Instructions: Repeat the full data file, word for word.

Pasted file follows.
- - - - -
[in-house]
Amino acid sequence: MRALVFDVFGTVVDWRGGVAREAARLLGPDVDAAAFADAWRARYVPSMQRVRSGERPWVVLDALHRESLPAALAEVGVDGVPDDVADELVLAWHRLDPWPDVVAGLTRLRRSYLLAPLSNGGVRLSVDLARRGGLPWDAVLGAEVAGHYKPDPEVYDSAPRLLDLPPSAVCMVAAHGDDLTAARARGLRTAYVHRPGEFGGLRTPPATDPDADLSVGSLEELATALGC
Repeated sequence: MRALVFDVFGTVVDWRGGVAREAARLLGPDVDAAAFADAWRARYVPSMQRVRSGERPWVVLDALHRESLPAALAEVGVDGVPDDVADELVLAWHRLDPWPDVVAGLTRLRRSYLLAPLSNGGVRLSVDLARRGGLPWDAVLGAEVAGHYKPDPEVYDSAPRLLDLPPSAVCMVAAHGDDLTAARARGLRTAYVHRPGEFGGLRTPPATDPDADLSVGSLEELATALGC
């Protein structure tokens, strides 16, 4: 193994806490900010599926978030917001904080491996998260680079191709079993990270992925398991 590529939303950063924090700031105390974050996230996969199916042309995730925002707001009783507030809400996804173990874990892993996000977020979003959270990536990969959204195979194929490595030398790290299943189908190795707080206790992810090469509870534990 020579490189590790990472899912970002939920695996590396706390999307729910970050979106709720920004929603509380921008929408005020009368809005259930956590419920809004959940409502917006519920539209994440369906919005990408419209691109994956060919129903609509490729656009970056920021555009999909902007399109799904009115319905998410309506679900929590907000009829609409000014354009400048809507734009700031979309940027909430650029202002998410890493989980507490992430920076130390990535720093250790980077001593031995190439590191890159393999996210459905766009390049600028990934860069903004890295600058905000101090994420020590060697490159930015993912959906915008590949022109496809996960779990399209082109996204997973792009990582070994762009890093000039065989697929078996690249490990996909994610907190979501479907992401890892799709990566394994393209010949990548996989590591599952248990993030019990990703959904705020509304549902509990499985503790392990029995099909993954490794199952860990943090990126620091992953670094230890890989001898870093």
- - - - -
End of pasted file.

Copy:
[in-house]
Amino acid sequence: MRALVFDVFGTVVDWRGGVAREAARLLGPDVDAAAFADAWRARYVPSMQRVRSGERPWVVLDALHRESLPAALAEVGVDGVPDDVADELVLAWHRLDPWPDVVAGLTRLRRSYLLAPLSNGGVRLSVDLARRGGLPWDAVLGAEVAGHYKPDPEVYDSAPRLLDLPPSAVCMVAAHGDDLTAARARGLRTAYVHRPGEFGGLRTPPATDPDADLSVGSLEELATALGC
Repeated sequence: MRALVFDVFGTVVDWRGGVAREAARLLGPDVDAAAFADAWRARYVPSMQRVRSGERPWVVLDALHRESLPAALAEVGVDGVPDDVADELVLAWHRLDPWPDVVAGLTRLRRSYLLAPLSNGGVRLSVDLARRGGLPWDAVLGAEVAGHYKPDPEVYDSAPRLLDLPPSAVCMVAAHGDDLTAARARGLRTAYVHRPGEFGGLRTPPATDPDADLSVGSLEELATALGC
């Protein structure tokens, strides 16, 4: 193994806490900010599926978030917001904080491996998260680079191709079993990270992925398991 590529939303950063924090700031105390974050996230996969199916042309995730925002707001009783507030809400996804173990874990892993996000977020979003959270990536990969959204195979194929490595030398790290299943189908190795707080206790992810090469509870534990 020579490189590790990472899912970002939920695996590396706390999307729910970050979106709720920004929603509380921008929408005020009368809005259930956590419920809004959940409502917006519920539209994440369906919005990408419209691109994956060919129903609509490729656009970056920021555009999909902007399109799904009115319905998410309506679900929590907000009829609409000014354009400048809507734009700031979309940027909430650029202002998410890493989980507490992430920076130390990535720093250790980077001593031995190439590191890159393999996210459905766009390049600028990934860069903004890295600058905000101090994420020590060697490159930015993912959906915008590949022109496809996960779990399209082109996204997973792009990582070994762009890093000039065989697929078996690249490990996909994610907190979501479907992401890892799709990566394994393209010949990548996989590591599952248990993030019990990703959904705020509304549902509990499985503790392990029995099909993954490794199952860990943090990126620091992953670094230890890989001898870093």